Patrick Sargent would rather not talk about his fantasy football league this year. But, what we can tell you is, he was born and raised on Grafton Hill and attended Holy Name. He graduated from Worcester State University with a bachelor’s degree in English. While there, Sargent had brief stints with weekly newspapers Worcester Magazine, Leominster Champion and Fitchburg Pride. Following graduation, the talented karaoke crooner worked as a bartender and bar manager, and spent a year covering the city for GoLocalWorcester before joining the Sun.
“If it weren’t for John Dotson being in the right place at the right time to help a wayward teenage girl, Claudia Grenga’s future may have looked much different. But then, Dotson seems to have a knack for showing up in pivotal moments.” The pair of former foster children share the remarkable story that started in a downtown arcade.
A terrible car accident in 2010 was life-altering for a Leicester woman who refused to allow her fate to keep her from pursuing something better. Rehabilitation led to an epiphany, which led to a career change — and that turned out to be Jen Burtt’s saving grace. She lost her friend that harrowing night, but through it all she finally found herself.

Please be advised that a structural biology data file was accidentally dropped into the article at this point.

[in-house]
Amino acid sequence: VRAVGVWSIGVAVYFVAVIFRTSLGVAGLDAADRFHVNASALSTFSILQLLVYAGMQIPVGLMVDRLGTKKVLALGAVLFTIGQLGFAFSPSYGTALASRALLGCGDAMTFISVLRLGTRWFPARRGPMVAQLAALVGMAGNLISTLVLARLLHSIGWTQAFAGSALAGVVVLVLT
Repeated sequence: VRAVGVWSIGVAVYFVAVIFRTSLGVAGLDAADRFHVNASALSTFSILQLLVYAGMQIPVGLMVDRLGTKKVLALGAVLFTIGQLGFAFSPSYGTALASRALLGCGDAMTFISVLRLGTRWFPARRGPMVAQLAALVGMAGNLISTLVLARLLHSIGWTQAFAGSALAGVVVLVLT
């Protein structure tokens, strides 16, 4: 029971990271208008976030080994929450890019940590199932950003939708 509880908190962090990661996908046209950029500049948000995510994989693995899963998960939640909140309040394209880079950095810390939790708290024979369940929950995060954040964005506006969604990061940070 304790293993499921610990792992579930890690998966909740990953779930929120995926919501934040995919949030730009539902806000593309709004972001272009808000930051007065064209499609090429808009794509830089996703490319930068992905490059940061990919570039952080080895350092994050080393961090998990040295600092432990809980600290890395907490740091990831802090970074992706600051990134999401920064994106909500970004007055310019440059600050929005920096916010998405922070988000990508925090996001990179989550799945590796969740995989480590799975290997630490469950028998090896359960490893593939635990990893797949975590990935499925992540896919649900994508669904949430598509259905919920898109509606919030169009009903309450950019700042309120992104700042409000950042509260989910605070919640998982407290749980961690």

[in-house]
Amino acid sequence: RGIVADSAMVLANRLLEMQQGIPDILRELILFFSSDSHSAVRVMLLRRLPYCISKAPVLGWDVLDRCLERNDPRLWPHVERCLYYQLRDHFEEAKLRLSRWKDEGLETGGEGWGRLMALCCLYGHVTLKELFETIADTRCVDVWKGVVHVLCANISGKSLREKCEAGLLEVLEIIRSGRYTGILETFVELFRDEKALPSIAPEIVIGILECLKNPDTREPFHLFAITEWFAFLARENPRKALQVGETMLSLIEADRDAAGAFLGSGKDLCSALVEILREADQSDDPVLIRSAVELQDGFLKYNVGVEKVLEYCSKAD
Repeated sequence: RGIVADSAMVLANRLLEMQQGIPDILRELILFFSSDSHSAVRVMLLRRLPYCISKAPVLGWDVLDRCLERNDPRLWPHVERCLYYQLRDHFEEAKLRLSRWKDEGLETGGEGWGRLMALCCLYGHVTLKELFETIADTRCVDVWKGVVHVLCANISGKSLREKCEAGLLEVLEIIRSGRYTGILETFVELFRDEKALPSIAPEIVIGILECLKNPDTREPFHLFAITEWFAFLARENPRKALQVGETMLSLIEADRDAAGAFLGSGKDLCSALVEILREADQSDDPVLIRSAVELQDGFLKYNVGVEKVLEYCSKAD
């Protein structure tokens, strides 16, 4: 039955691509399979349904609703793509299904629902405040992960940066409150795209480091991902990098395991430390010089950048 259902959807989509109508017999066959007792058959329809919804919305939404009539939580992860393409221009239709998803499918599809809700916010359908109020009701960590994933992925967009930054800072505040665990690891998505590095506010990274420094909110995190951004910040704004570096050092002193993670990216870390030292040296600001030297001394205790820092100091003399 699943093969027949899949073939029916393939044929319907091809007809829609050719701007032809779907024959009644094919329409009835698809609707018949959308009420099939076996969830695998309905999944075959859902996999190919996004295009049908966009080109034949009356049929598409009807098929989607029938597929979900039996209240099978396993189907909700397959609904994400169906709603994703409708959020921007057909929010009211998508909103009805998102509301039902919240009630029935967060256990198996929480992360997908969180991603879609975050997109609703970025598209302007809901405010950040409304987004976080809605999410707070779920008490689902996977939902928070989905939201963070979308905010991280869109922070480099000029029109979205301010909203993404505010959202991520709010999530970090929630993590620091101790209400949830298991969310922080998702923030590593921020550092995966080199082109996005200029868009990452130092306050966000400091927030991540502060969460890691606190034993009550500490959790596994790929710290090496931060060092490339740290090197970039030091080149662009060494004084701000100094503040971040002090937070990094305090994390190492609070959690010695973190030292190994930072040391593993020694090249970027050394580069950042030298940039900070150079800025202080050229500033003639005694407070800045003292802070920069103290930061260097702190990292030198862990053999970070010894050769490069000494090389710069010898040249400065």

In hopes of solidifying a permanent home in Worcester, the city’s lone professional basketball team is making major changes to its branding by paying homage to an infamous winter storm and partnering with a celebrated nonprofit for a true home court advantage.
Known as the New England Anchors during its tenuous first year (2016-17) in the revamped ABA basketball league, the team will re-introduce itself next season as the Worcester 78’s — a tribute to the Blizzard of ’78 — in an attempt to make a nostalgic connection across the region while also better defining, team officials believe, its market for supporters and fans.